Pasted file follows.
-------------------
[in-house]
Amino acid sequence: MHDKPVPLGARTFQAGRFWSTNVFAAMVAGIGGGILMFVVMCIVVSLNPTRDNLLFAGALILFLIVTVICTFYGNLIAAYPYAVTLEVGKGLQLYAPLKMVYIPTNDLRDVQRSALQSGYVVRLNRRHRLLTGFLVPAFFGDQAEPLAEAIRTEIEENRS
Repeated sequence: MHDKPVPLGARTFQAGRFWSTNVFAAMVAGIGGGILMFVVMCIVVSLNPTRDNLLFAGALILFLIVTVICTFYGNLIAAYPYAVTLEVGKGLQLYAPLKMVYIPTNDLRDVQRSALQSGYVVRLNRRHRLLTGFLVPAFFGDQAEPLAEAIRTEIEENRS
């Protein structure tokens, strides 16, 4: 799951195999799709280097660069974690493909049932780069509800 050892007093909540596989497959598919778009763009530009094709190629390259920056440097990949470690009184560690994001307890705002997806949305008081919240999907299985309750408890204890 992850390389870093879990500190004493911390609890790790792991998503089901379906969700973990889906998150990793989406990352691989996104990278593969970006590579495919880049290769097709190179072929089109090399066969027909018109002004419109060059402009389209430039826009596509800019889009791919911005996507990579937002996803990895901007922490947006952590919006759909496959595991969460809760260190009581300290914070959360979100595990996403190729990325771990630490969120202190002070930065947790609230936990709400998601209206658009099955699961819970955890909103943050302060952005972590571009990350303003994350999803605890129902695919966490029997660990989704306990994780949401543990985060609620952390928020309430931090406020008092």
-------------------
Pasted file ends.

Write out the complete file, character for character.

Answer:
[in-house]
Amino acid sequence: MHDKPVPLGARTFQAGRFWSTNVFAAMVAGIGGGILMFVVMCIVVSLNPTRDNLLFAGALILFLIVTVICTFYGNLIAAYPYAVTLEVGKGLQLYAPLKMVYIPTNDLRDVQRSALQSGYVVRLNRRHRLLTGFLVPAFFGDQAEPLAEAIRTEIEENRS
Repeated sequence: MHDKPVPLGARTFQAGRFWSTNVFAAMVAGIGGGILMFVVMCIVVSLNPTRDNLLFAGALILFLIVTVICTFYGNLIAAYPYAVTLEVGKGLQLYAPLKMVYIPTNDLRDVQRSALQSGYVVRLNRRHRLLTGFLVPAFFGDQAEPLAEAIRTEIEENRS
């Protein structure tokens, strides 16, 4: 799951195999799709280097660069974690493909049932780069509800 050892007093909540596989497959598919778009763009530009094709190629390259920056440097990949470690009184560690994001307890705002997806949305008081919240999907299985309750408890204890 992850390389870093879990500190004493911390609890790790792991998503089901379906969700973990889906998150990793989406990352691989996104990278593969970006590579495919880049290769097709190179072929089109090399066969027909018109002004419109060059402009389209430039826009596509800019889009791919911005996507990579937002996803990895901007922490947006952590919006759909496959595991969460809760260190009581300290914070959360979100595990996403190729990325771990630490969120202190002070930065947790609230936990709400998601209206658009099955699961819970955890909103943050302060952005972590571009990350303003994350999803605890129902695919966490029997660990989704306990994780949401543990985060609620952390928020309430931090406020008092």